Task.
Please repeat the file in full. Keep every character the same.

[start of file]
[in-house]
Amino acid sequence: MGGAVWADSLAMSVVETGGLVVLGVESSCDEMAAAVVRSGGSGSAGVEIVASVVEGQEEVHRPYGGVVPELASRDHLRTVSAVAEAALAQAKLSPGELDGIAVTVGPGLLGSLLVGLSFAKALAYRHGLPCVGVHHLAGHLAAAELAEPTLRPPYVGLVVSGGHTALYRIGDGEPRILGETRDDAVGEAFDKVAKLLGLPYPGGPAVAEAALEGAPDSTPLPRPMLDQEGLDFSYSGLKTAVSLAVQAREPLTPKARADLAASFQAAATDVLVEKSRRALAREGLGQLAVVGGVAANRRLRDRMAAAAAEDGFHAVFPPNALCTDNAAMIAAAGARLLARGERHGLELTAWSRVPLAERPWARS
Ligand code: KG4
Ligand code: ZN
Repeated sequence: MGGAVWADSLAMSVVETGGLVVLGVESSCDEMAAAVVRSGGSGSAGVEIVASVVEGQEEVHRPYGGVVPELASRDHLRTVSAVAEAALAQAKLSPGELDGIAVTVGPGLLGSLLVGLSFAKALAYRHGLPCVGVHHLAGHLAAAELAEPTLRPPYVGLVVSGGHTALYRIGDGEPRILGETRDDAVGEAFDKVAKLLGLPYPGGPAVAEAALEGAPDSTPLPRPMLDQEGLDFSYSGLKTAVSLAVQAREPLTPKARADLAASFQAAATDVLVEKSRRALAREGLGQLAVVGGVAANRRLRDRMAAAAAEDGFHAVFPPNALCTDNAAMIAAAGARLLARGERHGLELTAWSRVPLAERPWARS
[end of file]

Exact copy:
[in-house]
Amino acid sequence: MGGAVWADSLAMSVVETGGLVVLGVESSCDEMAAAVVRSGGSGSAGVEIVASVVEGQEEVHRPYGGVVPELASRDHLRTVSAVAEAALAQAKLSPGELDGIAVTVGPGLLGSLLVGLSFAKALAYRHGLPCVGVHHLAGHLAAAELAEPTLRPPYVGLVVSGGHTALYRIGDGEPRILGETRDDAVGEAFDKVAKLLGLPYPGGPAVAEAALEGAPDSTPLPRPMLDQEGLDFSYSGLKTAVSLAVQAREPLTPKARADLAASFQAAATDVLVEKSRRALAREGLGQLAVVGGVAANRRLRDRMAAAAAEDGFHAVFPPNALCTDNAAMIAAAGARLLARGERHGLELTAWSRVPLAERPWARS
Ligand code: KG4
Ligand code: ZN
Repeated sequence: MGGAVWADSLAMSVVETGGLVVLGVESSCDEMAAAVVRSGGSGSAGVEIVASVVEGQEEVHRPYGGVVPELASRDHLRTVSAVAEAALAQAKLSPGELDGIAVTVGPGLLGSLLVGLSFAKALAYRHGLPCVGVHHLAGHLAAAELAEPTLRPPYVGLVVSGGHTALYRIGDGEPRILGETRDDAVGEAFDKVAKLLGLPYPGGPAVAEAALEGAPDSTPLPRPMLDQEGLDFSYSGLKTAVSLAVQAREPLTPKARADLAASFQAAATDVLVEKSRRALAREGLGQLAVVGGVAANRRLRDRMAAAAAEDGFHAVFPPNALCTDNAAMIAAAGARLLARGERHGLELTAWSRVPLAERPWARS